Brothels in our airports: at the Tour de France… without his bikes

COPENHAGEN | The crisis rocking Air Canada echoed all the way to the Tour de France, when Quebecer Guillaume Boivin revealed he was missing three motorcycles as well as his personal belongings.

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Worse, the professional cyclist also claimed he completed the first stage of the Tour de France in the streets of Copenhagen on the bike of another member of his team.

“It wasn’t mine bicycle. Thanks to Air Canada, my bikes and suitcase still haven’t arrived. I have a feeling I’ll get them after the tour because we’re leaving here [du Danemark] in two days. I took someone else’s bike for the time trial,” said Boivin, unhappy with the situation but relaxed given the circumstances.

After the initial announcement that he had been knocked out of the Grande Boucle by Israel-Premier Tech last week, the Montrealer quickly left Europe for Canada to compete in the two main events of the Canadian Road Championship in Edmonton.

Urgently recalled to the old continent, Boivin transited through Montreal before landing in Denmark on Wednesday. Exactly where his gear is is hard to say.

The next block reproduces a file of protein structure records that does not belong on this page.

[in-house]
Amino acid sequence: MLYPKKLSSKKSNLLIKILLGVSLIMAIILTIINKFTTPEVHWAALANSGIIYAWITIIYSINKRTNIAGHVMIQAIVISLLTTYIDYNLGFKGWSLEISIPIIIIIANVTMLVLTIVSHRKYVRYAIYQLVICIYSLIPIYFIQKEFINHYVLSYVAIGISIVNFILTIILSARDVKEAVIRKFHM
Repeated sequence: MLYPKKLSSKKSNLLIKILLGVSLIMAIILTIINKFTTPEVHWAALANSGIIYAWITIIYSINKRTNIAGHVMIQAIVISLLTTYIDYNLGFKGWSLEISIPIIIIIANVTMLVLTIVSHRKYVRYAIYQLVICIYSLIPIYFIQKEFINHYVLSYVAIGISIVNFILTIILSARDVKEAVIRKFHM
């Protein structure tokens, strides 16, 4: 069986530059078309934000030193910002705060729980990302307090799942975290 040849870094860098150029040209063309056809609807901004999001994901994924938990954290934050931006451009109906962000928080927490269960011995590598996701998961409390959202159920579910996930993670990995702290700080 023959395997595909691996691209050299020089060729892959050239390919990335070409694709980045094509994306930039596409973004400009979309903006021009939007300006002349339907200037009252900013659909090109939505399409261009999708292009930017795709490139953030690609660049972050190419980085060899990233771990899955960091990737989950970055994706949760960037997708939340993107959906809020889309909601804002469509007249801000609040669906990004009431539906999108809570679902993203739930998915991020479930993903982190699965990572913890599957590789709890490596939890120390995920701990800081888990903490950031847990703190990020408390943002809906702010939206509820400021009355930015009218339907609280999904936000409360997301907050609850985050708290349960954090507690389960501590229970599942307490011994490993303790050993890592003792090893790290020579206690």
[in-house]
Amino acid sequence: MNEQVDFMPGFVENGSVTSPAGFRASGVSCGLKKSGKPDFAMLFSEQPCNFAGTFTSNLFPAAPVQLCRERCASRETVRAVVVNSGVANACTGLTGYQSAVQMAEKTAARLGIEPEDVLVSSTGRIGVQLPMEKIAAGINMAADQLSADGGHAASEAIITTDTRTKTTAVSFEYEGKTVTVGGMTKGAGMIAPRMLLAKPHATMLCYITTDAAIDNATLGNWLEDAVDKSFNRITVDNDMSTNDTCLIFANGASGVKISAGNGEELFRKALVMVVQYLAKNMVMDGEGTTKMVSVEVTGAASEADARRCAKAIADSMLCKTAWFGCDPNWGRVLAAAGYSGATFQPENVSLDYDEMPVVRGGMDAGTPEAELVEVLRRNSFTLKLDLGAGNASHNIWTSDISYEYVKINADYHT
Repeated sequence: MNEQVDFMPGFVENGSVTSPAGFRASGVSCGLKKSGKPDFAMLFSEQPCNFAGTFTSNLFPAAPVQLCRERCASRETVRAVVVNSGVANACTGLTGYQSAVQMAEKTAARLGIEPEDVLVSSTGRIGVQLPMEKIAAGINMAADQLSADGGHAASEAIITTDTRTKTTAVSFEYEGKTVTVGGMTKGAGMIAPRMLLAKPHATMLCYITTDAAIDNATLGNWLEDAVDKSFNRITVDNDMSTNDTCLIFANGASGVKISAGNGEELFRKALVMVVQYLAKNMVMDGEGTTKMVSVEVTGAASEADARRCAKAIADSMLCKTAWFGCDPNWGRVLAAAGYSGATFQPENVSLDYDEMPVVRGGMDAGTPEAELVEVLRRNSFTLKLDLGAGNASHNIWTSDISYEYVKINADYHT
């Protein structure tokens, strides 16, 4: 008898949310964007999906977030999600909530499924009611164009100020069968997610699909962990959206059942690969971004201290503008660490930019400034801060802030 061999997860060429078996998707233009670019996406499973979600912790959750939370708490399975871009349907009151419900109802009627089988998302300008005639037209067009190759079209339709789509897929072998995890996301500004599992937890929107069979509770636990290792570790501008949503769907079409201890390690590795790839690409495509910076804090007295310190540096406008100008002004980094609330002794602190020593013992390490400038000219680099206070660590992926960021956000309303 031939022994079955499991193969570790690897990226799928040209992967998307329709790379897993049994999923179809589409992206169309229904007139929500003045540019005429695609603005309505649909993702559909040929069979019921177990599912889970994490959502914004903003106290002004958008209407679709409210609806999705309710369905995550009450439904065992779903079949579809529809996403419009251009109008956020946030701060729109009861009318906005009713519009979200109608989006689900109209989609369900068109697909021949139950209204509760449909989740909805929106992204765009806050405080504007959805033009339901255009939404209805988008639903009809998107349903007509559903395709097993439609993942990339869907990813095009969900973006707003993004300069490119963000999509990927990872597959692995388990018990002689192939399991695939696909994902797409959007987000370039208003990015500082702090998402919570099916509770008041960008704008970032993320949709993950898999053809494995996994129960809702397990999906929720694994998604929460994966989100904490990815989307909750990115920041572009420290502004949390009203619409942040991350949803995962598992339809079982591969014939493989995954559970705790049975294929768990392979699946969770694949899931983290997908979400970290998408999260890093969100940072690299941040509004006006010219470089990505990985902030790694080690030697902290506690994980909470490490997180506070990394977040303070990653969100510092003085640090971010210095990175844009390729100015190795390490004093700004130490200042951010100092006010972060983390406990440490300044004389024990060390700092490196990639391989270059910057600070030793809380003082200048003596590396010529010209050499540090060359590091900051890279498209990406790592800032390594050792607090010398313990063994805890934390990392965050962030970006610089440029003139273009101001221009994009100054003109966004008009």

new clothing

A PR officer for the team, Phoebe Haymes, eventually bought her some clothes to continue the adventure.

Outside of the race, the riders are dressed head-to-toe in sporty tracksuits, but there are certainly a few less noticeable pieces missing.

“We are used to Air Canada. That’s twice a week without a suitcase. Flights were delayed in Edmonton and I arrived at night without a suitcase. It’s not ideal. I’m lucky here, I have other bikes,” added the 33-year-old.

Of course, mechanics have the sizing and specific settings for each member of the formation, but cyclists like to have peace of mind at the world’s greatest race.

Canceled flights

The country’s largest airline announced on Wednesday night that it will cancel more than 15% of its flights in July and August as the country’s air network is swamped amid the overwhelming surge in travel.

Consumer advocates are asking Air Canada to compensate hundreds of thousands of passengers, but the airline’s intentions on the matter remain unclear.

Air Canada CEO Michael Rousseau has apologized for flight and customer service cancellations. In an email to travelers, he also said the reduced flight schedules were due to tensions in the global aviation system – which may be beyond Air Canada’s control – calling them unprecedented and unforeseen.

Not easy at Montreal-Trudeau

At Montréal-Trudeau Airport, travelers are not yet at the end of their worries. Monster traffic, queues, lost luggage and canceled flights could continue into August, according to CEO Philippe Rainville.

Several discouraged passengers notably shared photos of the luggage chaos at Montreal airport.

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